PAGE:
MINNEAPOLIS — Even as more schools seek out whole grains to incorporate into school lunch programs, evidence suggests lack of understanding on the part of food service workers, availability of products, cost and communication remain high hurdles left to be cleared in the race to bring whole grain products to the food service marketplace.

A study led by Len Marquart, assistant professor of the Department of Food Science and Nutrition at the University of Minnesota, that appears in the Spring 2009 issue of the Journal of Child Nutrition and Management, found that, above all else, food service directors are frustrated.

As part of the study, data from four focus groups consisting of 36 food service directors and/or managers from urban, suburban and rural school districts in Minnesota were collected during the 2007 Minnesota School Nutrition Association’s annual conference in Rochester, Minn. The data analysis identified six main topics regarding whole grains: standards and definitions; packaging and labeling; distribution and availability; quality and cost; sensory and adaptation; and communication and promotion.

In regards to standards and definitions, the study found school food service providers have a poor understanding of whole grain definitions, with many viewing the current definition as ambiguous and difficult to use. Although there is no standard definition for whole grain foods in school food service, a working whole grain definition established by the U.S. Department of Health and Human Services through its "A Healthier You" program requires that a product consists of 51% of the total flour as whole grains.

With that working definition in mind, another problem cited by food service providers was the use of grams, percentages or ingredients as a means to identify the amount of whole grain in a food item, a different measuring standard than the more familiar use of ounces in recipes. According to the researchers, a critical first step to greater whole grains introduction in schools will be the establishment of a universal definition by the U.S. Department of Agriculture so that school food service providers "can successfully deliver a known quantity of whole grains and to base their practices for ordering/purchasing, serving and promoting whole grain foods in school cafeterias."

Packaging and labeling also stand out as barriers to introduction. The researchers said participants repeatedly expressed a desire for a clearer product label, or a universal whole grain seal or indicator. A possible application mentioned by the researchers was the continued use of the Whole Grain Stamp within the vendor ordering system so that food service directors may establish specifications for whole grains as part of the initial order or bid. In a study conducted earlier this year by the Whole Grains Council, nearly 60% of school food service directors said one of the top three standards they use for deciding if a food is a whole grain is the Whole Grain Stamp.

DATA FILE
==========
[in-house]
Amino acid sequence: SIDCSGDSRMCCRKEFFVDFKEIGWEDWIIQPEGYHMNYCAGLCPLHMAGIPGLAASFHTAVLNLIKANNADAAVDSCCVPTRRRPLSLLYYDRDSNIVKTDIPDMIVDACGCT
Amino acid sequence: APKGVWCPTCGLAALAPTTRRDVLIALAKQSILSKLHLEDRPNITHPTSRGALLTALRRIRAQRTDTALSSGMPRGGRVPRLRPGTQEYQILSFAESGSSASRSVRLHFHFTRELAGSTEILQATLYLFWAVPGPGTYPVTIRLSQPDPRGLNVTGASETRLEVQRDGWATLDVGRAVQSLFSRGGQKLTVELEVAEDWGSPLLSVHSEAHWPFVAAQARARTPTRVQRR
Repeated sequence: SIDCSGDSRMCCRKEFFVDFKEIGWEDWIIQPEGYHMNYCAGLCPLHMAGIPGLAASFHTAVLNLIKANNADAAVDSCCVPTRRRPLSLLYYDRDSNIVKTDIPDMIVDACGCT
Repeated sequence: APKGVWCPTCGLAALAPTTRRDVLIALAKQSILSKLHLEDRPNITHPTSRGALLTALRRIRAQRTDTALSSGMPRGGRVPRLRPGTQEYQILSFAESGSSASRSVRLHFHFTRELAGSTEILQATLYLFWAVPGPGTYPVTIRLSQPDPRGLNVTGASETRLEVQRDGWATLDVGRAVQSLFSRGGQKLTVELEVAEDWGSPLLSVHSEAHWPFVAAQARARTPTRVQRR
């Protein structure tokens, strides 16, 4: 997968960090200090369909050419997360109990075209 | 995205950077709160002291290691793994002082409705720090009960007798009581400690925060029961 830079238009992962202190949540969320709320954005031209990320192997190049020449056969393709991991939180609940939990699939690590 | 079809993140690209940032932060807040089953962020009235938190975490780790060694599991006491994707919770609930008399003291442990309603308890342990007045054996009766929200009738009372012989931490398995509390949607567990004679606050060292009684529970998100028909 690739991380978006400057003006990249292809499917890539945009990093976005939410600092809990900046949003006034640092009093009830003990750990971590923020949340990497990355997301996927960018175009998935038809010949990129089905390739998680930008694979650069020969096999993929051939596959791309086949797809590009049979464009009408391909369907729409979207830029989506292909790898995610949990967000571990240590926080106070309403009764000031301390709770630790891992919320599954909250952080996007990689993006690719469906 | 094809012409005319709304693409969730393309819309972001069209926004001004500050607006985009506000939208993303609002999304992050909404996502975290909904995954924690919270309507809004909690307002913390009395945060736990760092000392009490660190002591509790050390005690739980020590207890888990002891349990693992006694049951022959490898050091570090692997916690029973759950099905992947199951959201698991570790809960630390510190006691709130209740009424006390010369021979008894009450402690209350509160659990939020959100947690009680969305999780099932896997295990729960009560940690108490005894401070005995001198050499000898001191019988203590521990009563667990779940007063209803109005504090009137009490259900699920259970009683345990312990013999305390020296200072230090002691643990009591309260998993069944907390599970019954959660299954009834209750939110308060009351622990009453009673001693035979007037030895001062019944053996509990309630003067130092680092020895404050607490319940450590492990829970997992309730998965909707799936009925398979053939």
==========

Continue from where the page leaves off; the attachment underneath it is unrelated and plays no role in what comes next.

Other respondents in the study stated a desire for more convenient packaging of whole grain products.

"It was felt by many food service directors that certain types of whole grain bread packages were too small and require extra labor when serving large volumes," the researchers said.

Participants in the study voiced concern about distribution and availability of whole grains as well, in some cases pointing to discrepancies between the types of products available for large and small schools. There also was a perception among food service providers that in some cases smaller schools receive fewer and lower quality whole grain options.

Cost, long considered one of the most significant barriers to whole grain introduction because of the tight budgets school food service providers have to work with, remains a top concern. Researchers did note that respondents mentioned ways of overcoming this barrier, possibly by creating multiple-school buying groups to decrease cost and improve quality.

Sensory and adaptation issues also appear to be an area that food service providers believe they can overcome. Blending, camouflage, multiple options and no choice were all given as viable ways to adapt whole grains.

Better communication and more promotional tools were seen as high priorities by food service providers. They indicated a willingness to work more closely with vendors and industry in order to better understand standards and increase whole grains consumption.